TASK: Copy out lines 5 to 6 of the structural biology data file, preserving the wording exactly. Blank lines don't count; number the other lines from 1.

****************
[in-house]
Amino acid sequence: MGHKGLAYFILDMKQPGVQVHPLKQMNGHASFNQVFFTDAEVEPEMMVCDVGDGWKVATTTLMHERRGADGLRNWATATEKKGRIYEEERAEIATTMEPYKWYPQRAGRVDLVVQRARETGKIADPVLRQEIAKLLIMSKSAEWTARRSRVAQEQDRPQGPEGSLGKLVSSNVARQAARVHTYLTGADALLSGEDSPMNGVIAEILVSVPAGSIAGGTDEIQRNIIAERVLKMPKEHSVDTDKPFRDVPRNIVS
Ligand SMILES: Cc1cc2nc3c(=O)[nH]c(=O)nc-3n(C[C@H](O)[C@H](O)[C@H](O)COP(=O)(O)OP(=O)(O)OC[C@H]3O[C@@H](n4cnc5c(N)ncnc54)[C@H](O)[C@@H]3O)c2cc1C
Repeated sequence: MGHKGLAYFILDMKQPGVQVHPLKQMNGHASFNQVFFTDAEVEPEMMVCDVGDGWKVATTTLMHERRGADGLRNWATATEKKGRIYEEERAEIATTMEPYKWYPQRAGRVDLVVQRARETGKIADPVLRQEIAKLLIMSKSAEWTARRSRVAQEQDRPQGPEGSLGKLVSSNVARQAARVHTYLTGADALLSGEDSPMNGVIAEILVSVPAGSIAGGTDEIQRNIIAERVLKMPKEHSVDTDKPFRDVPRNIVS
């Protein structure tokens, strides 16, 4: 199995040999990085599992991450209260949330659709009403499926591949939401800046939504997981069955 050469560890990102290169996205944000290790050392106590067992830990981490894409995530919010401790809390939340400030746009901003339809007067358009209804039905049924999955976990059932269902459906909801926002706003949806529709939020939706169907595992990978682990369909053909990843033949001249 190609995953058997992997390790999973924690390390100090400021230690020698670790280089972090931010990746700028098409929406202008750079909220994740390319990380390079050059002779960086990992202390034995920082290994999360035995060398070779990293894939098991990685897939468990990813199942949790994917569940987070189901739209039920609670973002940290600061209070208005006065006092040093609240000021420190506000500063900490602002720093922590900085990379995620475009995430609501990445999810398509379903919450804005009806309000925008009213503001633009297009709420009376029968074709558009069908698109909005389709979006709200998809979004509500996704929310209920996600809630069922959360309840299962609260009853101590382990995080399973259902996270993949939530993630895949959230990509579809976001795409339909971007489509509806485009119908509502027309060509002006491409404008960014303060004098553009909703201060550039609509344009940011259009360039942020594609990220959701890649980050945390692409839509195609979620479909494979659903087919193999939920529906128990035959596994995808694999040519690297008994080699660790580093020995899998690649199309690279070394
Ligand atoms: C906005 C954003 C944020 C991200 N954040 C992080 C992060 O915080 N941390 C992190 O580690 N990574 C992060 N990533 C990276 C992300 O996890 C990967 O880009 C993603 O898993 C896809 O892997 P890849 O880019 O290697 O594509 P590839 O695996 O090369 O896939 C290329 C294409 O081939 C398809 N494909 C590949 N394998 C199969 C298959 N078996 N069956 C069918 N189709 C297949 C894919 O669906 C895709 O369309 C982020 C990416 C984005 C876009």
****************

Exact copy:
């Protein structure tokens, strides 16, 4: 199995040999990085599992991450209260949330659709009403499926591949939401800046939504997981069955 050469560890990102290169996205944000290790050392106590067992830990981490894409995530919010401790809390939340400030746009901003339809007067358009209804039905049924999955976990059932269902459906909801926002706003949806529709939020939706169907595992990978682990369909053909990843033949001249 190609995953058997992997390790999973924690390390100090400021230690020698670790280089972090931010990746700028098409929406202008750079909220994740390319990380390079050059002779960086990992202390034995920082290994999360035995060398070779990293894939098991990685897939468990990813199942949790994917569940987070189901739209039920609670973002940290600061209070208005006065006092040093609240000021420190506000500063900490602002720093922590900085990379995620475009995430609501990445999810398509379903919450804005009806309000925008009213503001633009297009709420009376029968074709558009069908698109909005389709979006709200998809979004509500996704929310209920996600809630069922959360309840299962609260009853101590382990995080399973259902996270993949939530993630895949959230990509579809976001795409339909971007489509509806485009119908509502027309060509002006491409404008960014303060004098553009909703201060550039609509344009940011259009360039942020594609990220959701890649980050945390692409839509195609979620479909494979659903087919193999939920529906128990035959596994995808694999040519690297008994080699660790580093020995899998690649199309690279070394
Ligand atoms: C906005 C954003 C944020 C991200 N954040 C992080 C992060 O915080 N941390 C992190 O580690 N990574 C992060 N990533 C990276 C992300 O996890 C990967 O880009 C993603 O898993 C896809 O892997 P890849 O880019 O290697 O594509 P590839 O695996 O090369 O896939 C290329 C294409 O081939 C398809 N494909 C590949 N394998 C199969 C298959 N078996 N069956 C069918 N189709 C297949 C894919 O669906 C895709 O369309 C982020 C990416 C984005 C876009």